Quartz crystal microbalances are used to sense mass deposition from the gas or liquid phase, to determine the viscosity-density product of a liquid and to extract the shear moduli of polymers. These situations are described by the Sauerbrey equation, the Kanazawa and Gordon equation and by viscoelastic modeling of the full impedance spectrum of a crystal. In all of these cases the fundamental assumption in the theories of the sensor response is that a no-slip boundary condition is valid. For a smooth surface, this may be the case, but recently surfaces have been constructed that use high aspect ratio surface features to amplify the effect of surface chemistry (superhydrophobic surfaces). On these surfaces, droplets are effectively suspended on the tips of the surface features and roll easily. Moreover, recent reports have suggested that the steady flow of a simple Newtonian liquid, such as a water-glycerol mixture, over such a surface effectively occurs over a layer of air and so with greatly reduced drag. In this report, we discuss the effect of superhydrophobic surfaces on quartz crystals and develop an acoustic reflection view of crystal resonance to describe how the acoustic response might be modified. We present data for three types of superhydrophobic surfaces: a) a micro-post based surface, b) a titanium dioxide based surface and c) two silicon dioxide based surfaces. The impedance spectra are analyzed for frequency and dissipation changes in response to immersion in water-glycerol solutions. We compare the results to i) a theory for a quartz crystal in contact with a Newtonian liquid assuming a slip boundary condition, and ii) to an acoustic reflection view of the sensor response. When the slip length is much less than the shear wave penetration depth, the slip boundary condition predicts the frequency response has a response equal to a Kanazawa and Gordon liquid term plus an additional Sauerbrey "rigid" liquid mass; to first order the dissipation is unchang- - ed from the Kanazawa and Gordon value. The data for the surfaces with the shortest micro-posts and for the titanium dioxide based surfaces is consistent with these expectations. We interpret this as due to penetration of the liquid into the surface structure. For the surface with the tallest micro-posts and for one of the silicon dioxide surfaces both frequency decrease and dissipation increase are substantially less than predicted by the Kanazawa and Gordon equation. We interpret this within the acoustic reflection view as due to the presence of an air layer, due to the superhydrophobicity, and its effect on decoupling the response of the crystal.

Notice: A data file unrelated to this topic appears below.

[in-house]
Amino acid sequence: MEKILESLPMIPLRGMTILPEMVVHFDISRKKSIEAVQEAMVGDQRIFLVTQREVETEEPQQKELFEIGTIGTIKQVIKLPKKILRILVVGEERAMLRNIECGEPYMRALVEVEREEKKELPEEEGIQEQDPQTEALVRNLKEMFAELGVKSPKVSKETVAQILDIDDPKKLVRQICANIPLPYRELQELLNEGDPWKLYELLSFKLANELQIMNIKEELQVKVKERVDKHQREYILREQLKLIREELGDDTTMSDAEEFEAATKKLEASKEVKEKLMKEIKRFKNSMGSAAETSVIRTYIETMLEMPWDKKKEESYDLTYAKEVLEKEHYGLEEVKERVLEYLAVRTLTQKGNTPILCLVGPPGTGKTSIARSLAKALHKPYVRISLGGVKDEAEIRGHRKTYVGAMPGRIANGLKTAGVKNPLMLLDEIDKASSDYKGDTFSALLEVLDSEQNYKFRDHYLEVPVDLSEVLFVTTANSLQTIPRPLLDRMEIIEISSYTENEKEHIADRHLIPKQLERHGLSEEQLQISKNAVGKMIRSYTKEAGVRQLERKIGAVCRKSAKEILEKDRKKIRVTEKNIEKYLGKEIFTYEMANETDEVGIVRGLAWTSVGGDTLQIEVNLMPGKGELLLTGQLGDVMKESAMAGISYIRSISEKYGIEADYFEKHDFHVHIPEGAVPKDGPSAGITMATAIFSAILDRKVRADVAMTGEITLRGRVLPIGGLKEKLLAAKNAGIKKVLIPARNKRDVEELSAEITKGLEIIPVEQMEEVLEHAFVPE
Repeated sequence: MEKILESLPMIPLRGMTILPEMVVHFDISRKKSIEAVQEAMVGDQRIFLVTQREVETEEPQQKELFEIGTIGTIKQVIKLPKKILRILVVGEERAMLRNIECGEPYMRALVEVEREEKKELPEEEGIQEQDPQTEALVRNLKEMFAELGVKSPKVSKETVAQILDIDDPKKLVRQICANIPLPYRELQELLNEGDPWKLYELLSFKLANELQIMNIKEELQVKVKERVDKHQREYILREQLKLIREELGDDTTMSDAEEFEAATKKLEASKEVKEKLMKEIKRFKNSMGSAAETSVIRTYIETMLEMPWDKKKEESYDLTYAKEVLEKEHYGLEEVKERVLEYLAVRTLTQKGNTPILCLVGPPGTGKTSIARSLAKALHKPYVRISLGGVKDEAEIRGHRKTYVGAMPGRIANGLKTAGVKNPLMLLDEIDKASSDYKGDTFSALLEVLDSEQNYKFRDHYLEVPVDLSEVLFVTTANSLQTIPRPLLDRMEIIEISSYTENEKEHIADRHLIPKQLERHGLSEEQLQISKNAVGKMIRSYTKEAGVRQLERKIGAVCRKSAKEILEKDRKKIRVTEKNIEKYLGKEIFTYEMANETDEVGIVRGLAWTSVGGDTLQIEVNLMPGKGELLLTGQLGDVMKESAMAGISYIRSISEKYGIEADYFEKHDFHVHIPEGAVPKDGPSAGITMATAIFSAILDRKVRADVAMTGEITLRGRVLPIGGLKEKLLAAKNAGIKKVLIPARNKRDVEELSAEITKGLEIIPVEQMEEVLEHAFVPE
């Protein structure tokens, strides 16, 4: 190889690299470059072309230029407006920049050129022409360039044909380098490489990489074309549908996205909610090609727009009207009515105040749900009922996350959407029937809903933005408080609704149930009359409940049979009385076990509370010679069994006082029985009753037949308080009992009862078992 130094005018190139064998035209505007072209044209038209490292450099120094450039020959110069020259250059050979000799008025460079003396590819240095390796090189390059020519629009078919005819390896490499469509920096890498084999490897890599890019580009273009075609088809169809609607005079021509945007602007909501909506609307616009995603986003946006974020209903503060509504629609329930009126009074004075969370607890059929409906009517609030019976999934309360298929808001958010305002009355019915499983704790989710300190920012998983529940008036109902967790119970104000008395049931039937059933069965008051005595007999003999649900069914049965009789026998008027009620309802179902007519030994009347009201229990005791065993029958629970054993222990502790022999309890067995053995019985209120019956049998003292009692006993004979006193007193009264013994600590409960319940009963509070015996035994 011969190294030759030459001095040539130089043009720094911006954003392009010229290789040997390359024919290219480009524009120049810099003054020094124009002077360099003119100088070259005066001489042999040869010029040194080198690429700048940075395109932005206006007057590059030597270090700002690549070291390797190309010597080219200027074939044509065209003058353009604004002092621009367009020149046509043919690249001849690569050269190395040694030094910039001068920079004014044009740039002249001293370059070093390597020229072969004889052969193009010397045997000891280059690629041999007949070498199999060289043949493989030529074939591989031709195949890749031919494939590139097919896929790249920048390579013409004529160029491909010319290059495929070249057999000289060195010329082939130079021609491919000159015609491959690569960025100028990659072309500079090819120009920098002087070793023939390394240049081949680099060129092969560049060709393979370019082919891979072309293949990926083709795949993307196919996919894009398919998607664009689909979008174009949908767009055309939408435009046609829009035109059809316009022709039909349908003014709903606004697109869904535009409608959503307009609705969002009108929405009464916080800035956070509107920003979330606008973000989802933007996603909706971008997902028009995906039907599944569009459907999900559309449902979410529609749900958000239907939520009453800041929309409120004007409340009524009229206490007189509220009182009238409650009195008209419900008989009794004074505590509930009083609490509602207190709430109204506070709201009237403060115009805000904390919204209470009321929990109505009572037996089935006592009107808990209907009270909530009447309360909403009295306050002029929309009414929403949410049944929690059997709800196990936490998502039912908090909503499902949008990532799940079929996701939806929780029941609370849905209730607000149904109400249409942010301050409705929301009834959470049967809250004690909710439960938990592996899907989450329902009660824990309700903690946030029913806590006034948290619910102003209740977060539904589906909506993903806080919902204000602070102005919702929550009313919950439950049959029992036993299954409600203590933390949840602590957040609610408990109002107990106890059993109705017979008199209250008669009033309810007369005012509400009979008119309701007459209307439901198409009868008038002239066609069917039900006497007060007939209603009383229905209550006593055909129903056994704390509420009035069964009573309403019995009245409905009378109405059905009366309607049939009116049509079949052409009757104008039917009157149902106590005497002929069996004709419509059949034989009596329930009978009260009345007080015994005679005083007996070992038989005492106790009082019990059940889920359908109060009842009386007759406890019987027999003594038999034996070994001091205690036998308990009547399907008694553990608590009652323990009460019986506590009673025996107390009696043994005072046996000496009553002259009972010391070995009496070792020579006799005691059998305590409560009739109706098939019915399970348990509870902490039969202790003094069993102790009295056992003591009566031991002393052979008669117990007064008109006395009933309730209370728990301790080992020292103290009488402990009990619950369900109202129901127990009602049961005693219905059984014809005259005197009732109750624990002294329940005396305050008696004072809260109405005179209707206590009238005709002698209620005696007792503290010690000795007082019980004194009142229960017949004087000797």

|Publication status||Published - 9 Sep 2008|
- acoustic reflection
- boundary conditions
- silicon compounds
- surface impedance